The real strength for the defense is in the secondary though. Nicknamed the Legion of Boom, this group earns that label. Not only that, they revel in it. If swagger is the hallmark of a cornerback and safety, Seattle leads the league.
Everyone knows Sherman by now. While he’s become the face and mouth of the Seahawks, he backs it up by playing at a level on par with the best in the league. What’s amazing is that he played receiver in college at Stanford and was drafted in the fifth round. That’s part of what drives him to perform so highly.
A few people may dispute his claims (Darelle Revis included) to be the best corner around right now. That’s fine because that kind of thing is what keeps driving him higher.
Sherman has become a player opposing teams and fans hate but I don’t mind that so much. He reminds me a lot of another Seattle player, a favorite of mine that loved to talk, former Sonic Gary Payton. Like Sherman, Payton could shut down anybody and would tell the other guy all about it while doing it. He talked shit all day but could back it up.
On the other side is another tall and aggressive corner, former CFL player Brandon Browner. Where Sherman is a talker, Browner is a silent brawler. Rarely speaking but always willing to throw down, just ask Pierre Garcon how much he enjoyed wrestling with Browner.
The key to the secondary is free safety Earl Thomas. His ability to cover and close, as well as lay the lumber, allows the corners to be more aggressive.
The strong safety Kam Chancellor is an enforcer who can do so much more than just hit, although he does that incredibly well. Ask Vernon Davis, if he can remember. Although Chancellor got flagged on one hit to him last season, it was clean and shows he’s not a dirty hitter but a punishing one.
The kickers haven’t changed; it’s still Steven Hauschka and Jon Ryan putting their foot on the ball. The kick returner was changed as Leon Washington was let go when the Seahawks signed Percy Harvin. Harvin’s injury means that the returner duties will be split up between Golden Tate, Jermaine Kearse, and Jeremy Lane, amongst others.
The main change is the change at Defensive Coordinator. Gus Bradley left for the black hole of Jacksonville and Dan Quinn, last of the Florida Gators and the Seahawks before that, took the position. If he can stop the late game meltdowns that led to losses against Miami, Detroit, and finally Atlanta, he’s got my vote.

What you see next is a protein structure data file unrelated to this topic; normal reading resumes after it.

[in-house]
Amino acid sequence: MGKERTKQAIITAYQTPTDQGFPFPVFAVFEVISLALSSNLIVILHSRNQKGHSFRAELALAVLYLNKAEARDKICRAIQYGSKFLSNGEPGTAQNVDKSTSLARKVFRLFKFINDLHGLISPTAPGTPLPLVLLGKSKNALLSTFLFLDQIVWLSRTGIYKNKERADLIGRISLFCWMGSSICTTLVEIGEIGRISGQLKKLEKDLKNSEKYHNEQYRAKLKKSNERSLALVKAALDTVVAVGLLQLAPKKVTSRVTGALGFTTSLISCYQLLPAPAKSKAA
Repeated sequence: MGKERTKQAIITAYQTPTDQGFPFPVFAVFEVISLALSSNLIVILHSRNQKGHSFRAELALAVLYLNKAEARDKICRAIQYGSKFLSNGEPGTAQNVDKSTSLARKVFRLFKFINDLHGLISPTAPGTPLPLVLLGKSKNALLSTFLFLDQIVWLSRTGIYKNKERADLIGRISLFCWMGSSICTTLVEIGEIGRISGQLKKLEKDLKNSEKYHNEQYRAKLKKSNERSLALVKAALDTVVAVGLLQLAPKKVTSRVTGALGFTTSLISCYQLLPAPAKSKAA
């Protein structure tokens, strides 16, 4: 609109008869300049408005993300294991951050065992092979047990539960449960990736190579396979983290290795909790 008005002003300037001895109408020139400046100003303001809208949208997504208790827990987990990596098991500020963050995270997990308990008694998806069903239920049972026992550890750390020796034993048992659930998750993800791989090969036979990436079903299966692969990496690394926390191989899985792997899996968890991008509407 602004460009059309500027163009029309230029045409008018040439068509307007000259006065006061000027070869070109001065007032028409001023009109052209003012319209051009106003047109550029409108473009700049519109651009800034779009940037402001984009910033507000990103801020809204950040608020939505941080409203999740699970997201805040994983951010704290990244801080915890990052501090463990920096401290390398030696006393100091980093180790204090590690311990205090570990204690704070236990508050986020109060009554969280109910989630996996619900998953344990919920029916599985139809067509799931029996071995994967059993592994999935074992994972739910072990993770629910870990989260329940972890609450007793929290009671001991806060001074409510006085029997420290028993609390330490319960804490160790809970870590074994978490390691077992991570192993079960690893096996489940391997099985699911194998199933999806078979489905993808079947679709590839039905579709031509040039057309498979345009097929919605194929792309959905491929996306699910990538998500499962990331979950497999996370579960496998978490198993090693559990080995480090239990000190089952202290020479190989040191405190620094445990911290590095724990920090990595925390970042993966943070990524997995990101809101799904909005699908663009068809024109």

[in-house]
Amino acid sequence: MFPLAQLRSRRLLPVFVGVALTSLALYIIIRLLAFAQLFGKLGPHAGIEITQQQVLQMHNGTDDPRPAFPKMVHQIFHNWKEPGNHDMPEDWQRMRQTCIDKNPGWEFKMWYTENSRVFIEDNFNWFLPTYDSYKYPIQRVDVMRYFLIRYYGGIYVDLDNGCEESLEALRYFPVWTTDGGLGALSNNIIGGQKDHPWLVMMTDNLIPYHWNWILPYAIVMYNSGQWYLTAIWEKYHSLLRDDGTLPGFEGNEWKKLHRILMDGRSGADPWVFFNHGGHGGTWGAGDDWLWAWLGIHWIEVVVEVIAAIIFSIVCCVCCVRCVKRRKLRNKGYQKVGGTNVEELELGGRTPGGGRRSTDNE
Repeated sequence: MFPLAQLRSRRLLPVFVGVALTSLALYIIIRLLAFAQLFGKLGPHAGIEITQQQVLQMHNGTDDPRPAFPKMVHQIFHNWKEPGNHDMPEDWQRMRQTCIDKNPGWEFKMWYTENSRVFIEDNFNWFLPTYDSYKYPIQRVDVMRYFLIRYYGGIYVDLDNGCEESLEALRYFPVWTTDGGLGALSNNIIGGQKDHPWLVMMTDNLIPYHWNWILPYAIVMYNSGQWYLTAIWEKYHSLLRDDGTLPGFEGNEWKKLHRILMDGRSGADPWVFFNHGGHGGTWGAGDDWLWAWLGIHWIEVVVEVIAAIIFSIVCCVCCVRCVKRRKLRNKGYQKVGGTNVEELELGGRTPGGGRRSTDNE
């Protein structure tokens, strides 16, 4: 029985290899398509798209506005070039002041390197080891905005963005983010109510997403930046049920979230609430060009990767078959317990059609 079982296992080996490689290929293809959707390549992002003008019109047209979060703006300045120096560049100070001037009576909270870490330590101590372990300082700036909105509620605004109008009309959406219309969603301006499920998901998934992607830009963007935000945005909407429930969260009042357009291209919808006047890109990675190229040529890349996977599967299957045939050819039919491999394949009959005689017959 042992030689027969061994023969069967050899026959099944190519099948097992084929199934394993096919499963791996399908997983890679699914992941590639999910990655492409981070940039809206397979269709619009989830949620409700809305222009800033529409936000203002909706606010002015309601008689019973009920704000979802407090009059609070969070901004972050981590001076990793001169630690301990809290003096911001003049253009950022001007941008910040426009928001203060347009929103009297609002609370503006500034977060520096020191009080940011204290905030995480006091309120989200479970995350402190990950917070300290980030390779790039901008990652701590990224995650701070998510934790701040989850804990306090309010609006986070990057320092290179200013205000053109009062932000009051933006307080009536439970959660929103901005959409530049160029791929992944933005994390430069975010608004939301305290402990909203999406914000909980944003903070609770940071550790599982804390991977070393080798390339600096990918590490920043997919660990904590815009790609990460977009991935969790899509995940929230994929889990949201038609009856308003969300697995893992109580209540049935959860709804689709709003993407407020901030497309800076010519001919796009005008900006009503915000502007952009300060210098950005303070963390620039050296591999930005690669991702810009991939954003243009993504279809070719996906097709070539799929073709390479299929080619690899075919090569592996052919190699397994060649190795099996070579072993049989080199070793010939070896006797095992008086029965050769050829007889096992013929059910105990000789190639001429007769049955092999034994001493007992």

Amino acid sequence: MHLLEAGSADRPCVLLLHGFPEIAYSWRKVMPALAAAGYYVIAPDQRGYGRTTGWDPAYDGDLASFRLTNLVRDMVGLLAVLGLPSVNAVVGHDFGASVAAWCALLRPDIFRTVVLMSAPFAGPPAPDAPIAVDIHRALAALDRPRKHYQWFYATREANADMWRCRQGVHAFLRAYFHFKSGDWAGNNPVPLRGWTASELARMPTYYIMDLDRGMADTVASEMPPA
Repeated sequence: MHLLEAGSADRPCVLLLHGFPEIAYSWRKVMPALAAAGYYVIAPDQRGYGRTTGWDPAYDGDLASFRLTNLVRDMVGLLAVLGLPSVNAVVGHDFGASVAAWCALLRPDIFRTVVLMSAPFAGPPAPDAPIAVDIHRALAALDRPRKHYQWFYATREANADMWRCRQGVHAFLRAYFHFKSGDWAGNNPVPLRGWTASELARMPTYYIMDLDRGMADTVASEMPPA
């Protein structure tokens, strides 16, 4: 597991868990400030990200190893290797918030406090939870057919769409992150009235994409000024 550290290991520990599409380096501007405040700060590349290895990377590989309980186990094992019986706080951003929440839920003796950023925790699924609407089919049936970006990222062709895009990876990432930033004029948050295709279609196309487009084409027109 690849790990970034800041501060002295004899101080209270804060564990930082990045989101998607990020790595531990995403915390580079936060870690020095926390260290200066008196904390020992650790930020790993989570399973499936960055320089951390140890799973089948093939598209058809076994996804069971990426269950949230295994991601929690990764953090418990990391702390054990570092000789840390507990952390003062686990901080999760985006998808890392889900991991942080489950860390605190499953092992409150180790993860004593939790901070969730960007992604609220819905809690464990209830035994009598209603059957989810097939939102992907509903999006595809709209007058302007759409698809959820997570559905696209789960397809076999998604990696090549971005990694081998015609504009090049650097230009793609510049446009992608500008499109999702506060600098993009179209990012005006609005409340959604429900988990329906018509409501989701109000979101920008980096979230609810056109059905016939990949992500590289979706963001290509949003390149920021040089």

Still, here is the gunslinger, the head coach. His reputation is being a player’s coach, which is always a concern because that implies a lack of discipline and control. That may have been a problem at his last stops in the NFL (including New England) but I don’t see it now. He’s learned from the past and while he’s a ball of energy, way too excited for his age, and his players love to play for him, he’s also ruthless and not afraid to cut the chord on anyone that doesn’t measure up. I get the feeling that he feels that if he’s going to go down in flames, it’s going to be because he did it his way.
Offensive Coordinator Darrell Bevell and Offensive Line Coach Tom Cable are still here and still putting together the perfect marriage of West Coast offense and zone blocking.
Like every other team, there is a lot riding on a few key points: Wilson’s arm and brain, Lynch’s legs, and the defense holding up as a whole.
I don’t believe in sophomore slumps but I do remember Rick Mirer sharing rookie of the year honors with Drew Bledsoe. He was another mobile quarterback wearing the number three. There is a difference though. Wilson, besides having a great first name, has a much more mature disposition and is more than willing to throw to his left. For those that don’t know, teams realized Mirer wouldn’t or couldn’t throw to his left. From that time forward, his days as a starting quarterback were over.
Lynch’s legs are a worry too but he hasn’t had any injury issues so far (knock on wood). The coaches do a good job of giving him breaks and the team does well with backups Robert Turbin and Christine Michael. I think Lynch will miss his fullback Michael Robinson but the team feels that Spencer Ware can fill that void.
Besides being tough and aggressive, the Seahawks have fun. That’s the vibe I get most from this team. It seems a little odd to say that, at least to me, but it’s true.
From the top down, they are enjoying the fruits of their labors. Carroll has instilled a vibe that very much has his players smiling but it also gets the best effort from each and every one of them. They know they could be gone anytime so they don’t worry about it. They put out 100% every day and let the effort speak for them. They know if they do their best, Carroll will do everything he can to keep them on the team.
In the end, if everything works out like it is written down on paper, this comes down to a battle between the Seattle Seahawks and the San Francisco 49ers to represent the NFC in the Super Bowl.
In the movies, the rebellion blows up the Death Star and leaves Darth Douchebag spinning helplessly out into space.
Let’s see if the reality is like the movies.
Photo credits: AP Photo/Elaine Thompson, Joe SargentPowered by Sidelines